Jane Ira Bloom
AAJ: And the grant was to work specifically on the Pollock pieces?
JB: Yes, to work on Pollock....the premiere of that was actually at the Museum of Fine Arts in Houston. That was so cool.
AAJ: That must have been incredible.
JB: We played in front of—I think it was “Canvas Number Six”. They were the only place that would allow us to do that. They set it up right above the bandstand and we played in front of it. It was great. I was so thrilled.
AAJ: Have you done anything similar to this before?
JB: Yes, I’ve always been interested in cross-disciplinary thinking. Years ago I did music with NASA, then I started playing music in planetariums. For me, improvised music is a way of finding my way into all kinds of things.
AAJ: Do you paint or practice any other kinds of art-forms?
JB: Boy, I wish I could! I really wish I could. I do dabble in photography a bit. Actually, have you seen the album Red Quartets?
AAJ: Yes, I’ve seen the cover.
JB: That’s a blow-up of a section of one of my photographs. In a sense, I wish I could paint like that.
AAJ: I guess it’s a truism, but it seems that there are basically two types of artists, the ones who think across mediums, and those who choose to focus more on one mode, or method, and really seal themselves inside that. It seems you like to explore a lot of different areas.
JB: That’s right. It keeps things interesting. It provides inspiration. You get inspiration from the world of ideas wherever it appears.
AAJ: I’d also like to talk specifically about a few of the compositions on Chasing Paint.
AAJ: You said you had already written “Jackson Pollock”. Then there was the suite. Which paintings did you actually use?
JB: Well, I think all of them were really food for the process, but I remember writing “Jackson Pollock” after first seeing “Autumn Winter”. “White Light” and “Alchemy” are kind of clear. And I was also using “Number One”, which is one of my favorite canvases.
AAJ: Can you describe the process of how you responded to the paintings?
JB: Well, when I was composing the music I had reproductions on the piano with me. I also made reproductions of many of the pieces for the musicians to put on their music stands when they were playing. It’s about getting in touch with a different part of your brain that just feels the visual impulse. It’s not something that you can talk about... Each musician is just allowing the information in to express what they think about it in whatever way they wish. In much the same way, as you mentioned in your review, that Pollock listened to Dixieland and Billie Holiday, but now does his music look like that? It’s what it makes you feel. Artistic thought transforms and mutates; merges and grows into whatever it does.
AAJ: There’s often a pitfall of literalism in this kind of work.
JB: You know, like yourself, to me Pollock has just been a tremendous source of inspiration. He’s like a clarion call to freedom. What form that freedom takes must be in your own language. You can’t imitate what he is, its just the spirit of what he does that motivated me. I was able to do things with this music, and with this ensemble, that I was never able to do before.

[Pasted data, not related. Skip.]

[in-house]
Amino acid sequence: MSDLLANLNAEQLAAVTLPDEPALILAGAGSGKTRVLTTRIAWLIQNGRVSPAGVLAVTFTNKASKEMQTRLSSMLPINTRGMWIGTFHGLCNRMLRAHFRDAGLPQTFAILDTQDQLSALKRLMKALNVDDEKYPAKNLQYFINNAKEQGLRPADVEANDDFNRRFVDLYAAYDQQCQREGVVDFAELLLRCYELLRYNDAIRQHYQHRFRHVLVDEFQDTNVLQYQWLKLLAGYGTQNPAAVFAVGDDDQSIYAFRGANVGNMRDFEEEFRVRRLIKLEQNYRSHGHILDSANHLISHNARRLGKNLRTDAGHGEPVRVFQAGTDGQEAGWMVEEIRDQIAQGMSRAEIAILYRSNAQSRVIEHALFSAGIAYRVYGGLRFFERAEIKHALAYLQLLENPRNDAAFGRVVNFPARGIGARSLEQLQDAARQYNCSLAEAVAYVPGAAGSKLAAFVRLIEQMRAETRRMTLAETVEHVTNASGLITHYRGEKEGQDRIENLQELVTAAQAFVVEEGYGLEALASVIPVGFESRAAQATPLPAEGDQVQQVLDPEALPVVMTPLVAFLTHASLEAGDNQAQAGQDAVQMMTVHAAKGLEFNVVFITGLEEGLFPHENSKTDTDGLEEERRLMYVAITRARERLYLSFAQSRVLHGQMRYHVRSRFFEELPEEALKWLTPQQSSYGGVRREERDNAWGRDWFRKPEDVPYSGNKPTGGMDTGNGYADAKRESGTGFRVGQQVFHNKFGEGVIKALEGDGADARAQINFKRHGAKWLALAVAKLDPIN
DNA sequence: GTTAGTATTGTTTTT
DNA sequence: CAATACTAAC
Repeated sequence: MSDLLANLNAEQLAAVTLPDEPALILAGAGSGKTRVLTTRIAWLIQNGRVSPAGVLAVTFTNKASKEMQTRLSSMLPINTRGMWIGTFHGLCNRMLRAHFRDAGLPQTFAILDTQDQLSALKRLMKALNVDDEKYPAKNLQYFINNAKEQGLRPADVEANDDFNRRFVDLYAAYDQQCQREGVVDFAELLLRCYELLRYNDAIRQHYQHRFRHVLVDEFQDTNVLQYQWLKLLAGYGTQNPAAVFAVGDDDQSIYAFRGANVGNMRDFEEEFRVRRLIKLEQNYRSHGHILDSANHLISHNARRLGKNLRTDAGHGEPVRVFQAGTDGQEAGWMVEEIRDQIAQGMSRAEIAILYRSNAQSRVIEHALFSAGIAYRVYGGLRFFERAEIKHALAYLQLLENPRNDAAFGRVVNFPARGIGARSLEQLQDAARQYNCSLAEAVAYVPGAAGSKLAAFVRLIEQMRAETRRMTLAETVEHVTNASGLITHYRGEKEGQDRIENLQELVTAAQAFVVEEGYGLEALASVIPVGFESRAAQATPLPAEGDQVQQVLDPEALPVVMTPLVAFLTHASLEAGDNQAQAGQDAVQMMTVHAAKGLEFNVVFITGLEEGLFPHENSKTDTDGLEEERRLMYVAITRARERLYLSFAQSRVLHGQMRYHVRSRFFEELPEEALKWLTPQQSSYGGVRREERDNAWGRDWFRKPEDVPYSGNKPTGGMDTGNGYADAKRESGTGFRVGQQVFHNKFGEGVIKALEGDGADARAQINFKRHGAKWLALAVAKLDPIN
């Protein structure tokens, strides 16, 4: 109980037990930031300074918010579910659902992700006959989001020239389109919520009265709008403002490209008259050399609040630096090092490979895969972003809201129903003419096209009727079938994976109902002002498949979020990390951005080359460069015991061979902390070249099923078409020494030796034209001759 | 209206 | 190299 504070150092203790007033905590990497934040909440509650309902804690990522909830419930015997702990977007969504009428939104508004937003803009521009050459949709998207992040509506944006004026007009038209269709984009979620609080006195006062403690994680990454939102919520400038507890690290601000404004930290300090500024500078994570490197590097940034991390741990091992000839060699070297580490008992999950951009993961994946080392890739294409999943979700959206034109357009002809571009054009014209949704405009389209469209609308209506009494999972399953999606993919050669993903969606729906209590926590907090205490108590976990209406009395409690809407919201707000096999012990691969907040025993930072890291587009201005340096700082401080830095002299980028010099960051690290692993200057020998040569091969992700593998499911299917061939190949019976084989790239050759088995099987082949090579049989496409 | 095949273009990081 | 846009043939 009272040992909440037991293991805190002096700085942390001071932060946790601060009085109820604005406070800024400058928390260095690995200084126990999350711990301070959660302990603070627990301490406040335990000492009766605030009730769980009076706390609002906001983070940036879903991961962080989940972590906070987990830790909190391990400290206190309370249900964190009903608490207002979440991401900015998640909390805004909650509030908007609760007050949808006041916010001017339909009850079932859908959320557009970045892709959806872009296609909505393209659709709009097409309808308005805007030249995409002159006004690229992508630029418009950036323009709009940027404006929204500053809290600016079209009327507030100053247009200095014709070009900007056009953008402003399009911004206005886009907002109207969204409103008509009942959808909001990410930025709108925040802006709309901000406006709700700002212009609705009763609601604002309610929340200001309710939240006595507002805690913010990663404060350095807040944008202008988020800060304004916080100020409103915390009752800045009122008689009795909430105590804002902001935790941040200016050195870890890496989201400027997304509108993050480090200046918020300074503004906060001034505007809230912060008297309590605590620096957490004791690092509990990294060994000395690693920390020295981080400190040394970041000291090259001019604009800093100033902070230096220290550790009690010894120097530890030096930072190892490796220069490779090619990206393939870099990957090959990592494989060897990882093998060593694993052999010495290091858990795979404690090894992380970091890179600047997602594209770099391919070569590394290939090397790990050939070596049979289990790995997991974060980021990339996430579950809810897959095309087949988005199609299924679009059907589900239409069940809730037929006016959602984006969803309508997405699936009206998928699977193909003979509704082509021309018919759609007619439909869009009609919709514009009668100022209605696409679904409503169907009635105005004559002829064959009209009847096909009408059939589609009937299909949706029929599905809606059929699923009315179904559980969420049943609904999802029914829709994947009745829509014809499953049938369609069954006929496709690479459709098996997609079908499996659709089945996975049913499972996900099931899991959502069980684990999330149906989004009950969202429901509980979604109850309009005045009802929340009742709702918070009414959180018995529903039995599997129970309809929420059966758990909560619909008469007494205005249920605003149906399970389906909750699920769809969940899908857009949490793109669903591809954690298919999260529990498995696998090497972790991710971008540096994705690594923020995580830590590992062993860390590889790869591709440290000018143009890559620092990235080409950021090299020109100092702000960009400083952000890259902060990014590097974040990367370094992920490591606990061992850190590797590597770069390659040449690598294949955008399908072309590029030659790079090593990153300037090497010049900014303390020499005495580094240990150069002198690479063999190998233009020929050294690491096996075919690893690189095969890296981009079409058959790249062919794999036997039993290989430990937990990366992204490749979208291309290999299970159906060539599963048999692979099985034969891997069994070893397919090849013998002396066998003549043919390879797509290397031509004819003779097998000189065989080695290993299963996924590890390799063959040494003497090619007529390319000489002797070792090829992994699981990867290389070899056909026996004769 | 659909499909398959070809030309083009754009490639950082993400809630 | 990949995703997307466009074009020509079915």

AAJ: It’s really interesting that you use the word freedom. That’s always what I’ve felt about jazz itself. That seems to be such an integral part of jazz’s history and nature.
JB: Absolutely. At the same time—have you read any of the articles on Pollock and fractal theories, Richard Taylor’s work?
AAJ: Yes, a little.
JB: I actually communicated with Taylor about that. As a counterpoint to the very thing I’m saying about freedom, even in Pollock’s own description of his process, it was something that was so deeply natural. And the studies that show how the contour of the arcs of paint are so rhythmically routed in a structure, whether conscious or not, as compared to those who tried to make imitations of a drip or action painting. And they found that technically it’s not the same.
AAJ: Right. It seems like it was almost a meditative process that he was going through, and you can’t imitate another person’s meditative process.
JB: Yeah, it’s incredible. It’s like the branches of a tree. It’s a beautiful thing to look at and inspiring. I think people get hung up on the mental problems he had in life, and linking them to what he produced as an artist. I think what he produced was the greatest beauty that was in him.
AAJ: I think that sort of biographical analysis is always a type of short-cut.
JB: Yeah, yeah, I sense that you were kind of thinking about that.
AAJ: I also wanted to ask about your work with Fred Hersch. You’ve worked with him before.
JB: My goodness, I’ve worked almost exclusively with Fred since 1980!
AAJ: He’s just a tremendous improviser.
JB: He’s just extraordinary. And we share a lot. Someone you can truly call a soul-mate like that, on a musical level, is a very, very special relationship to me. I feel very honored.